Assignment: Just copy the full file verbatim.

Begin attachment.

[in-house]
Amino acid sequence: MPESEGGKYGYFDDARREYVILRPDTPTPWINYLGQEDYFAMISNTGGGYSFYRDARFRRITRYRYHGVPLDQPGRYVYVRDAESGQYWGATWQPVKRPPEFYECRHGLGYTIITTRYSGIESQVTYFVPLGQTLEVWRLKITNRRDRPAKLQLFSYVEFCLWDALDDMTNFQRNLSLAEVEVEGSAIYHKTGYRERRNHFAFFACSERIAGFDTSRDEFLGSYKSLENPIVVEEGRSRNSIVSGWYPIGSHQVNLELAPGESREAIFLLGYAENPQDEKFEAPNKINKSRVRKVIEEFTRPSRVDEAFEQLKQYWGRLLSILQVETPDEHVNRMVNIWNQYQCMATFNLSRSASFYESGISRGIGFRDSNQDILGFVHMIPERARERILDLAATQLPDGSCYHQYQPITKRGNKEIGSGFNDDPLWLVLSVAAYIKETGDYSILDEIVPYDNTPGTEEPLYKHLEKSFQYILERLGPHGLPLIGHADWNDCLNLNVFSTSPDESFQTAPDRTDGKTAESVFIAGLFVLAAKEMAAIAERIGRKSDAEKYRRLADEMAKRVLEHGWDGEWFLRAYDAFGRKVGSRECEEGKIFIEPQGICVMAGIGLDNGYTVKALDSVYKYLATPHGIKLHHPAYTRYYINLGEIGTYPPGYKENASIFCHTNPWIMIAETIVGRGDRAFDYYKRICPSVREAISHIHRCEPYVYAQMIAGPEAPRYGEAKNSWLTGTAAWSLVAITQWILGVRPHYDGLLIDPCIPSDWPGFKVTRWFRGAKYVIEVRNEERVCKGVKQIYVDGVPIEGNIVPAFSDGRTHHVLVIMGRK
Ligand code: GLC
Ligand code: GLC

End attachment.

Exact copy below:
[in-house]
Amino acid sequence: MPESEGGKYGYFDDARREYVILRPDTPTPWINYLGQEDYFAMISNTGGGYSFYRDARFRRITRYRYHGVPLDQPGRYVYVRDAESGQYWGATWQPVKRPPEFYECRHGLGYTIITTRYSGIESQVTYFVPLGQTLEVWRLKITNRRDRPAKLQLFSYVEFCLWDALDDMTNFQRNLSLAEVEVEGSAIYHKTGYRERRNHFAFFACSERIAGFDTSRDEFLGSYKSLENPIVVEEGRSRNSIVSGWYPIGSHQVNLELAPGESREAIFLLGYAENPQDEKFEAPNKINKSRVRKVIEEFTRPSRVDEAFEQLKQYWGRLLSILQVETPDEHVNRMVNIWNQYQCMATFNLSRSASFYESGISRGIGFRDSNQDILGFVHMIPERARERILDLAATQLPDGSCYHQYQPITKRGNKEIGSGFNDDPLWLVLSVAAYIKETGDYSILDEIVPYDNTPGTEEPLYKHLEKSFQYILERLGPHGLPLIGHADWNDCLNLNVFSTSPDESFQTAPDRTDGKTAESVFIAGLFVLAAKEMAAIAERIGRKSDAEKYRRLADEMAKRVLEHGWDGEWFLRAYDAFGRKVGSRECEEGKIFIEPQGICVMAGIGLDNGYTVKALDSVYKYLATPHGIKLHHPAYTRYYINLGEIGTYPPGYKENASIFCHTNPWIMIAETIVGRGDRAFDYYKRICPSVREAISHIHRCEPYVYAQMIAGPEAPRYGEAKNSWLTGTAAWSLVAITQWILGVRPHYDGLLIDPCIPSDWPGFKVTRWFRGAKYVIEVRNEERVCKGVKQIYVDGVPIEGNIVPAFSDGRTHHVLVIMGRK
Ligand code: GLC
Ligand code: GLC